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Keep A Clear Mind

Ages 8-12

Rating: Level 2


Keep A Clear Mind (KACM) is a take-home drug education program for upper elementary school students and their parents. The take-home material consists of four weekly sets of activities to be completed by parents and their children together. The program also uses parent newsletters and incentives.

Lessons are based on a social skills training model. They are designed to help children develop specific skills to refuse and avoid the use of “gateway” drugs. This unique early-intervention program has been shown to positively influence known risk factors for later substance use. KACM has been rigorously evaluated in field tests involving students in grades 4 through 6 and their parents.


Two published studies have evaluated the effectiveness of the Keep A Clear Mind program. The initial study involved 511 fourth, fifth, and sixth grade students and their parents (n=1,022) from six schools in northwest Arkansas. The mean age of students was 10.4. Fifty-three percent were female, and 93 percent were white. The mean age of mothers was 35.4, while the mean age of fathers was 38.1. Nearly 95 percent of the parents were white. Students were blocked according to school and grade level, then assigned randomly by class to either the Keep A Clear Mind program or a control group that was placed on a waiting list for the program. Data was collected from students and their parents about 2 weeks before and after program implementation. Student surveys measured their use, beliefs, intentions, and knowledge of marijuana, alcohol, and tobacco. The parent survey also measured drug-related knowledge and beliefs, as well as the extent of parent–child communication.

The second study used an experimental design with 1,447 fourth, fifth, and sixth grade students and 2,036 of their parents from 18 schools across the State of Arkansas. Six schools were randomly assigned to the basic program. Six additional schools were to receive Keep A Clear Mind plus a family incentives program. The remaining six schools were randomly assigned to a control group that was on a waiting list. Pretest and posttest data was collected from students and parents at all 18 schools. Students were asked about their attitudes toward and perceptions of drug use and their actual and intended drug use.


The first study found that mothers in the treatment group reported significantly more recent and frequent communication with their children about how to refuse and avoid drugs and how to resist peer pressure to drink, use tobacco, and use marijuana. Fathers reported significantly greater communication with their children about how to resist peer pressure to drink and use tobacco and significantly more motivation to help their children avoid drugs. There were no differences between the two groups in parents’ drug-related knowledge or beliefs. Students in the treatment group perceived significantly less peer use of alcohol, tobacco, and marijuana and felt significantly less peer pressure to use tobacco than did the control group. There were no significant differences reported in the measures of self-efficacy, family expectations, and knowledge of, motivation to avoid, and intention to use alcohol, tobacco, or marijuana.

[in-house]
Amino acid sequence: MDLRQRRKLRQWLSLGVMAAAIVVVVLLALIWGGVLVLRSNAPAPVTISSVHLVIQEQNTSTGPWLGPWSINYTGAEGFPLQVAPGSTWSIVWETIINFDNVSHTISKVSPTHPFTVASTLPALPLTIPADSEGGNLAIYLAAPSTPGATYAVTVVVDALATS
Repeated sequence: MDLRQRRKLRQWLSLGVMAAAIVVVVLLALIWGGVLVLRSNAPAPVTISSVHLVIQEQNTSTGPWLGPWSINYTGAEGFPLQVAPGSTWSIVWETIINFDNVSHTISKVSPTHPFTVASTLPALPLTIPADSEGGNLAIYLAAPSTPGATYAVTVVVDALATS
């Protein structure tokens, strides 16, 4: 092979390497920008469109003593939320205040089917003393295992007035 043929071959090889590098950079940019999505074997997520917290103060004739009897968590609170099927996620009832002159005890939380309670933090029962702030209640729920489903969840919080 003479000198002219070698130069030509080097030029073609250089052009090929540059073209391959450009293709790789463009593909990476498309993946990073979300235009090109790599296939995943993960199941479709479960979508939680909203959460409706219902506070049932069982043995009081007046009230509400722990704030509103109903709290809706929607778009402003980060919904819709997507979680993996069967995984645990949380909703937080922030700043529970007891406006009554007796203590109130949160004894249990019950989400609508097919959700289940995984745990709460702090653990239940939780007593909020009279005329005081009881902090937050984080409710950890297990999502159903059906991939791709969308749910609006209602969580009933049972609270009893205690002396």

The second study showed similar positive results. The outcomes reported by parents who participated in the program (compared with those in the control group) include the following:

  • 20 percent more parents indicated that their children had an increased ability to resist peer pressure to use alcohol, tobacco, and marijuana.
  • 29 percent more parents indicated a decreased expectation that their children would try substances.
  • 14 percent more parents expressed a more realistic view of drug use among young people and a greater realization of its effects.

The outcomes reported by children who participated in the program (compared with those in the control group) include the following:

  • A 9 percent decrease in the Keep A Clear Mind students’ perceptions of extensive substance use among peers, compared with an 18 percent increase in the control group’s perception
  • A 15 percent decrease in Keep A Clear Mind participants’ expectations that they would use tobacco, compared with more than a 100 percent increase in the control group
  • A 59 percent increase in the number of children who indicated that their parents did not approve of marijuana use

Risk Factors


  • Favorable attitudes toward drug use/Early onset of AOD use/Alcohol and/or drug use
  • Poor refusal skills


  • Family management problems/Poor parental supervision and/or monitoring


  • Peer alcohol, tobacco, and/or other drug use

Protective Factors


  • Healthy / Conventional beliefs and clear standards
  • Perception of social support from adults and peers
  • Social competencies and problem-solving skills


  • Effective parenting
  • High expectations
  • Opportunities for prosocial family involvement


  • SAMHSA: Model Programs


Werch, C.E.; Michael Young; M. Clark; C. Garrett; S. Hooks; and C. Kersten. 1991. “Effects of a Take-Home Drug Prevention Program on Drug-Related Communication and Beliefs of Parents and Children.” Journal of School Health 61(8):346–50.


Michael Young, Ph.D.
Center for Evidence-Based Programming
4101 Meadow View
Fayetteville, AR 72701
Phone: (501) 617-8400
Fax: (479) 575-6401
Web site: